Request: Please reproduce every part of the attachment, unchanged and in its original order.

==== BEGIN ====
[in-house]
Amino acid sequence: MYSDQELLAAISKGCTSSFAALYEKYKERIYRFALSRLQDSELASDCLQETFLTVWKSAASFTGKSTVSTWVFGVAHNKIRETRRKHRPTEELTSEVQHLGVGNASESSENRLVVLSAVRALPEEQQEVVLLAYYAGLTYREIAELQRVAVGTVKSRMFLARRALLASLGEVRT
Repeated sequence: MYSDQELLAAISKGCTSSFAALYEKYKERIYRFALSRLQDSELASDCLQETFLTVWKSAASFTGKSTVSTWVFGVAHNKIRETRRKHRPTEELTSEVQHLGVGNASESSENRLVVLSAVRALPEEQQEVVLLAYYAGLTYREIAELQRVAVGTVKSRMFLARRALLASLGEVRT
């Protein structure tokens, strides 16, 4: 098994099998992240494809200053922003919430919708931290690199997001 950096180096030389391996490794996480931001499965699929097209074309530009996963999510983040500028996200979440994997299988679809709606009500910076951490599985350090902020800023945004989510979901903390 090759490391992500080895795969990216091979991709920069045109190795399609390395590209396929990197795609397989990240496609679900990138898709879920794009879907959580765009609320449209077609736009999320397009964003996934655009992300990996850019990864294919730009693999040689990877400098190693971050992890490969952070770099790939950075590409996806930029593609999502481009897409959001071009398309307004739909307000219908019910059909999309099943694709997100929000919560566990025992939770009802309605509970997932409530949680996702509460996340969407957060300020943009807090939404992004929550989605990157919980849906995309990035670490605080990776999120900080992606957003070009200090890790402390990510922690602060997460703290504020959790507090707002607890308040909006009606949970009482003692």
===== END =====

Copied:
[in-house]
Amino acid sequence: MYSDQELLAAISKGCTSSFAALYEKYKERIYRFALSRLQDSELASDCLQETFLTVWKSAASFTGKSTVSTWVFGVAHNKIRETRRKHRPTEELTSEVQHLGVGNASESSENRLVVLSAVRALPEEQQEVVLLAYYAGLTYREIAELQRVAVGTVKSRMFLARRALLASLGEVRT
Repeated sequence: MYSDQELLAAISKGCTSSFAALYEKYKERIYRFALSRLQDSELASDCLQETFLTVWKSAASFTGKSTVSTWVFGVAHNKIRETRRKHRPTEELTSEVQHLGVGNASESSENRLVVLSAVRALPEEQQEVVLLAYYAGLTYREIAELQRVAVGTVKSRMFLARRALLASLGEVRT
């Protein structure tokens, strides 16, 4: 098994099998992240494809200053922003919430919708931290690199997001 950096180096030389391996490794996480931001499965699929097209074309530009996963999510983040500028996200979440994997299988679809709606009500910076951490599985350090902020800023945004989510979901903390 090759490391992500080895795969990216091979991709920069045109190795399609390395590209396929990197795609397989990240496609679900990138898709879920794009879907959580765009609320449209077609736009999320397009964003996934655009992300990996850019990864294919730009693999040689990877400098190693971050992890490969952070770099790939950075590409996806930029593609999502481009897409959001071009398309307004739909307000219908019910059909999309099943694709997100929000919560566990025992939770009802309605509970997932409530949680996702509460996340969407957060300020943009807090939404992004929550989605990157919980849906995309990035670490605080990776999120900080992606957003070009200090890790402390990510922690602060997460703290504020959790507090707002607890308040909006009606949970009482003692």